In the end, Hilburn was diagnosed with an autoimmune disease, early rheumatoid arthritis and fibromyalgia. She walks with a cane and still experiences pain and low energy.

When asked if she was angry at the doctors or other people who misjudge her, she said no.

“I’m 24 now; I’ve been dealing with this for 10 years,” she said. “I don’t have time to be angry. The better term would be ‘determined.’”

Despite missing a lot of school and facing new struggles, Hilburn graduated with her high school class, attended Greenville Technical College and started at Winthrop for her English degree. She said her professors and the Office of Disability Services have been a huge help and very understanding.

In addition to her studies, she works as a writing tutor in the Writing Center and TRiO, a resume editor for the Center for Career and Civic Engagement, prose editor for The Anthology and chairwoman of marketing for Winthrop’s American Association of University Women.

“There are still bad days, but I’m able to, for the most part, keep up with everything I do,” she said.

‘I was just raised to be an overcomer’

Don’t tell Anita Harris she can’t do something.

The Lancaster, South Carolina, resident doesn’t let any obstacles stand in her way, including her legal blindness.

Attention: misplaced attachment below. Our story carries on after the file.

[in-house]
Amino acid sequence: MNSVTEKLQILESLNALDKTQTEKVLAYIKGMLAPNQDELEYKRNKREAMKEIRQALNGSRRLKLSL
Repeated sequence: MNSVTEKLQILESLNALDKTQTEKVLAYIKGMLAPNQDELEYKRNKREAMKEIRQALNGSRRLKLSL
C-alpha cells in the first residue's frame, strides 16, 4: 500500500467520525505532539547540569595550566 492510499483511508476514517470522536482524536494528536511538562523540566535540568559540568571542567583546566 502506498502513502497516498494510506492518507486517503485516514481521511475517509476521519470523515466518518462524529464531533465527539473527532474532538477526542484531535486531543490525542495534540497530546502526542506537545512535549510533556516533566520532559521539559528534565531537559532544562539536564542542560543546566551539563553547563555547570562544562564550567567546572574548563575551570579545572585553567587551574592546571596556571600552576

Harris was very young when she was diagnosed with retinoblastoma in the form of a tumor on her left eye. She underwent 31 days of radiation to save her right eye and eliminate the tumor. Doctors taught her strategies to look with one eye so that she could still see peripherally. She adapted quickly and found a new pleasure in reading.

But not too long after that, her reading was interrupted by black spots appearing in her vision.

“Some of my vision just left,” she said.

Harris’ vision has been corrected to 20/20, but was 20/80 throughout middle school. For her PhotoVoice submission, she submitted two entries, both showcasing the blurriness she sees while trying to learn. For example, in her international communications class, the integrated marketing major has difficulty making out the letters and country outlines on maps.

However, she is a good verbal learner, so she and her professor are working out a system to help her.

Asking for help wasn’t always so easy for her, Harris said.

“My mom always told me I wasn’t any different,” she explained. “She raised me to be independent.…It was a very difficult transition because I hated asking for help. I valued my independence.”

She hopes the exhibit will raise awareness and show others what she and her peers struggle with on a daily basis.

Harris won’t let any struggles keep her down. She and a group traveled to Guatemala two years ago with former Common Book Author Kelsey Timmerman. More recently, she spent eight days in Italy with the Mediterranean diet class. She’s on track to graduate in May 2016 and wants to go into fashion merchandising.

“I was just raised to be an overcomer,” Harris said. “I’ve always been ambitious, and I always think about the future. I always see greater things for myself.…I can do all things through my faith. Even though obstacles come, I still push through.”

For more information on the PhotoVoice exhibition, please contact Tina Vires at 803/323-3290 or virest@winthrop.edu.